February 3, 2017

Review: 41311 Heartlake Pizzeria



"Buongiorno!" Welcome to Heartlake City's newest hot-spot for sit-down/take-out Italian fare! Will we give it five stars? Read on to see...

This set was provided by the AFOL Relations & Programs (AR&P) team of The LEGO Group for the purpose of sharing set details with fans. Opinions provided here solely reflect those of our reviewer. Photographs are property of Friends Bricks and are not directed by TLG in any fashion.



Is 2017 "The Year of the Pizza?" It sure seems like it! No less than four of the announced 2017 LEGO sets feature the yummy circular food. Everywhere you look, from DUPLO to Friends, to City and Batman - our little characters are munching slices of Italian pie. 

Did I just say, "slices?" Yes! Hot on the heels of last year's watermelon wedges and pie portions, we now have glorious quarter-tile slices of crispy pizza! Now... I was all set to write a brief history of LEGO pizzas here but, someone has beaten me to it. They even created the exact pizza tile comparison shot that I was envisioning! So, rather than duplicate their work, I'll link to it. But if you do take a peek, please come right back because we still have a Friends set to discuss...!



Briefly putting this set in historical context, a few other sets come to mind. One is, of course, 2015's "Stephanie's Pizzeria" (41092) which, though smaller, had some similar features. Meanwhile, a spark of nostalgia strikes as I fondly recall my first LEGO pizza experience: 1994's "Pizza To Go" (6350). That same era brought us the "Breezeway Café" (6376) and its elegant upstairs dining experience. One could say that the "Heartlake Pizzeria" is a modern (and improved) combination of those classics. I may refer to these sets again later for comparison. But first, let's take a look at this box! 



Mmmm... [sniff, sniff] I can almost smell the oregano and basil through the packaging! Actually, with this size and shape, this could itself be a small pizza box! (It's a little over 10" square.)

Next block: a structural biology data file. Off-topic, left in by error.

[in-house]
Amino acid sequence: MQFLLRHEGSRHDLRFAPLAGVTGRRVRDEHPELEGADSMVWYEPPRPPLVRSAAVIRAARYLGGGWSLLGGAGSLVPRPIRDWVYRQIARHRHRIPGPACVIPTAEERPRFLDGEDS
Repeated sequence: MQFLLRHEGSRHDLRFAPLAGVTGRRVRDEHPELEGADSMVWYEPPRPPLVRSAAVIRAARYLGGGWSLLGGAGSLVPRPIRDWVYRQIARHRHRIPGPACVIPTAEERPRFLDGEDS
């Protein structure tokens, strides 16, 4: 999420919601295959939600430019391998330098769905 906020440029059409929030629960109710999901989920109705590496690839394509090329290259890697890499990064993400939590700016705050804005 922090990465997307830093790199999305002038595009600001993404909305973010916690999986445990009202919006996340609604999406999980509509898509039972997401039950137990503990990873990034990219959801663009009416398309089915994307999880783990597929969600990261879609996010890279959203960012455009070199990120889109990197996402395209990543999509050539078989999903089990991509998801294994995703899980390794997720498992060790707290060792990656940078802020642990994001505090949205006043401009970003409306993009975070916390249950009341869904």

I should note that this is a European copy of the set, so box details may differ slightly in other parts of the world. We can tell that this belongs to the base theme of Friends sets (not a sub-theme) by its familiar ribbon wave across the top. Background art places the set in a park-like area with fancy urban buildings beyond. The set is well-depicted here and includes a bonus bubble detailing kitchen activity. Emma and Oliver figures are featured in the lower right corner at near-actual size.

My first take: The color scheme here is interesting. While I normally wouldn't put red, green, magenta, and lavender together, I recognize that the goal was to show classic Italian flag colors in the awnings while keeping some of the trademark Friends color palette elsewhere. I think it works. But if you were to swap those floor and trim colors for something more neutral (gray, white, brown..), the model could easily lend some architectural interest (and PIZZA!) to a LEGO City layout. The façade's arches and flowering vines are lovely and remind me of a rustic Italian villa.



Images on the back of the box do a great job detailing all the wonderful little goodies included, such as: kitchenware, food, and stickered and printed tiles. Play scenarios pictured here are making me hungry and I'm excited to put the characters to work! Hmm... I do feel a little badly for Oliver there, trapped on the second floor. I may need to build some stairs for him later!



The box contains two numbered bags, a sticker sheet, two large lavender plates, and an instruction booklet which is available for free download here.

Pages 2-72 are devoted to building instructions. 74-75 provide an inventory of all the parts used plus contact info for LEGO Customer Service. Three more pages show off other Friends sets that are new this year and include checkboxes to tic off until you're complete. Inside the back cover, we're shown the official LEGO Friends website and app. And finally, the back cover offers a chance to win a prize in exchange for feedback about this set.





Lots of nice building materials here! I'm immediately noticing the magenta window frames and inverse slopes (new in this color!). 



Digging into the build... As you're probably aware, the LEGO Company has done loads of research about how kids interact with LEGO sets. One thing they've learned is that kids love to start playing with what they're making – before it's even complete. As a result, sets are now designed to facilitate this. Such a play-driven model design is clearly evident as we jump into our instruction book and page 3 outlines it for us. We're granted immediate access to imaginative play scenarios via: assembling the figures, then a vehicle, and then an environment. That environment and its play possibilities get expanded in Bag #2. Interesting fact: Ever notice how adding the wheels is always the final step to building LEGO cars and trucks? That's because kids tend to run around the house with their new vehicle just as soon as it can roll – and LEGO would like you to finish it first!